please give up your seat

Years ago, before every house had a computer and every child a smartphone, a friend told me he would have none of this modern technology because keeping icons on his desktop smacked of Papism and idolatry.

He may well still have the same objection, but, with so much information intended for an international audience, it’s frequently more efficient to use pictures than words, and communication using symbols and pictograms has become ubiquitous.
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more than words

I’ve been thinking a lot about translation recently. In particular I’ve been considering what happens to a poem that changes form or other details in transposition to another language, and when it ceases to be a translation and instead should be considered an original work: the point at which it becomes a poem inspired by another work, rather than an attempt to render the source in a different language.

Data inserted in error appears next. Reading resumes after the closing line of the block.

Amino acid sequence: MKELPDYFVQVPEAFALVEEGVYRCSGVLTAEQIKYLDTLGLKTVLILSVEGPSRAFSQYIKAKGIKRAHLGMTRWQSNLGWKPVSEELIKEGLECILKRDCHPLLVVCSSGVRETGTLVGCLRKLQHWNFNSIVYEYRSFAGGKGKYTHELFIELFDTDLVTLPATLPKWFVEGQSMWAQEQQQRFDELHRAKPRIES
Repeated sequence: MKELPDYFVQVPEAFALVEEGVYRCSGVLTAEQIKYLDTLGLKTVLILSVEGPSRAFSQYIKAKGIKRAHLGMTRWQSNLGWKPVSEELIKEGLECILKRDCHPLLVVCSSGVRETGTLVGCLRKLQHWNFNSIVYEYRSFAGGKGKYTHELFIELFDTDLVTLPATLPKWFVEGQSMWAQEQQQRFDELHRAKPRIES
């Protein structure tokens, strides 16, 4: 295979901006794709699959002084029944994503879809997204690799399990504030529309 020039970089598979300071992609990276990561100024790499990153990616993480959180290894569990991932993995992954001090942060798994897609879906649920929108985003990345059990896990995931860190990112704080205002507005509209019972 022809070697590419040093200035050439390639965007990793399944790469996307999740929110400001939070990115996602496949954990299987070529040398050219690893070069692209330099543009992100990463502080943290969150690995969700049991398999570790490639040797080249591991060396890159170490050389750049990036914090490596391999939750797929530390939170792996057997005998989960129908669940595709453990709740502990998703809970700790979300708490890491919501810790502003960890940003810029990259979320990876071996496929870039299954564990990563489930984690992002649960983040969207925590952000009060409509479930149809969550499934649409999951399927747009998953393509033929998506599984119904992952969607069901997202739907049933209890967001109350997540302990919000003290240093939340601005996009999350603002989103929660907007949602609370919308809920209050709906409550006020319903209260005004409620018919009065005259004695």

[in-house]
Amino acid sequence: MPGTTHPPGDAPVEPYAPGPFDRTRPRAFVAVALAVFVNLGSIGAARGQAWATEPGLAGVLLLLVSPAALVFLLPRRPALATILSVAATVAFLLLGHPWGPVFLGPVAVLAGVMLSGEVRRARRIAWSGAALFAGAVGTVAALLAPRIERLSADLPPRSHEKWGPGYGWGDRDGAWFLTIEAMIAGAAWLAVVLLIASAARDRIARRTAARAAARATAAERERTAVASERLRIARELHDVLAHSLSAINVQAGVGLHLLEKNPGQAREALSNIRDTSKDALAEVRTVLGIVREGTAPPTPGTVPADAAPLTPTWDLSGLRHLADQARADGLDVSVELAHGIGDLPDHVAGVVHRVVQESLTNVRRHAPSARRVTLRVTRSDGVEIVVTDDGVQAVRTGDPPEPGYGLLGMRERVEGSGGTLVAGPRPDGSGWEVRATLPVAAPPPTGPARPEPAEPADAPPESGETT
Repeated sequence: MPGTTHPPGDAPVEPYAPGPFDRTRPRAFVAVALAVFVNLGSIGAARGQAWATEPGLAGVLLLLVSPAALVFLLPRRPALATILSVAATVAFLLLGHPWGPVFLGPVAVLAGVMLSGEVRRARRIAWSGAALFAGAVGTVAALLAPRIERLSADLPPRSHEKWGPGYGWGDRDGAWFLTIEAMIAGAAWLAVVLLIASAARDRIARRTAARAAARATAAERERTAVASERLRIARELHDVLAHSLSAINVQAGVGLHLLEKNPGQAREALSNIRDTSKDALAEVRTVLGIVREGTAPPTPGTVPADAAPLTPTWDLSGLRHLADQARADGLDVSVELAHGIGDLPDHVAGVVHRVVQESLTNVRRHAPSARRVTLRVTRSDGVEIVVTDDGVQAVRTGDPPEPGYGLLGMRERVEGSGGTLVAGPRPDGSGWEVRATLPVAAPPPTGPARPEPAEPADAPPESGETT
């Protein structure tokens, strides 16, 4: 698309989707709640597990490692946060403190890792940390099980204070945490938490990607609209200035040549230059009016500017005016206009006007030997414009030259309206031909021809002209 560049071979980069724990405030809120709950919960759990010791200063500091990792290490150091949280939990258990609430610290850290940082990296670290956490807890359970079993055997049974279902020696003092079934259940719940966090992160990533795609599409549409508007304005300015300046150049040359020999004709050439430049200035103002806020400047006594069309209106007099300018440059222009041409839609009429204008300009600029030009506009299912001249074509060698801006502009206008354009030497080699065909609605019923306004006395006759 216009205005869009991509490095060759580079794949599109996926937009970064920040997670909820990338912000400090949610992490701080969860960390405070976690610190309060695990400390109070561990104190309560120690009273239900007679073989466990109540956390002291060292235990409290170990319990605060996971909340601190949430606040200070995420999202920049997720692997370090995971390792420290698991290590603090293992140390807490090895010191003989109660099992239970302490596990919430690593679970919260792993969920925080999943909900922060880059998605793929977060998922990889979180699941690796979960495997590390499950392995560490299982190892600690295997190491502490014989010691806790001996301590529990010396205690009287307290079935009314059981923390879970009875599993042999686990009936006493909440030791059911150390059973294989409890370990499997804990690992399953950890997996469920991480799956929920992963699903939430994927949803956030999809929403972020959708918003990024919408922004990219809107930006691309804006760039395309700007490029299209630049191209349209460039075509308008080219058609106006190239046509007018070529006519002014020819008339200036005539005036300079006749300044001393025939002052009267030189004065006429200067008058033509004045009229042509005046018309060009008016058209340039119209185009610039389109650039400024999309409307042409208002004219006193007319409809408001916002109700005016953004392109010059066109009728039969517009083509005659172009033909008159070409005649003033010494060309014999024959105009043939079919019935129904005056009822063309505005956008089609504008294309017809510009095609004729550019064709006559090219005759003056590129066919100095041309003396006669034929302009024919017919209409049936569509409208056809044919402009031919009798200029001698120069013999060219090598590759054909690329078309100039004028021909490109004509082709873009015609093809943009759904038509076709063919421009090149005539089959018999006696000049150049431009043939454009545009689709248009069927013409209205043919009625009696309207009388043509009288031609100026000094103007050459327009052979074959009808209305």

This is a complex question, but not the only complex question to occur when considering translation.

Zambian carved wood nativity with hippo
In a recent discussion with some translator colleagues, we considered the problems arising when a central symbol means little in the target culture.
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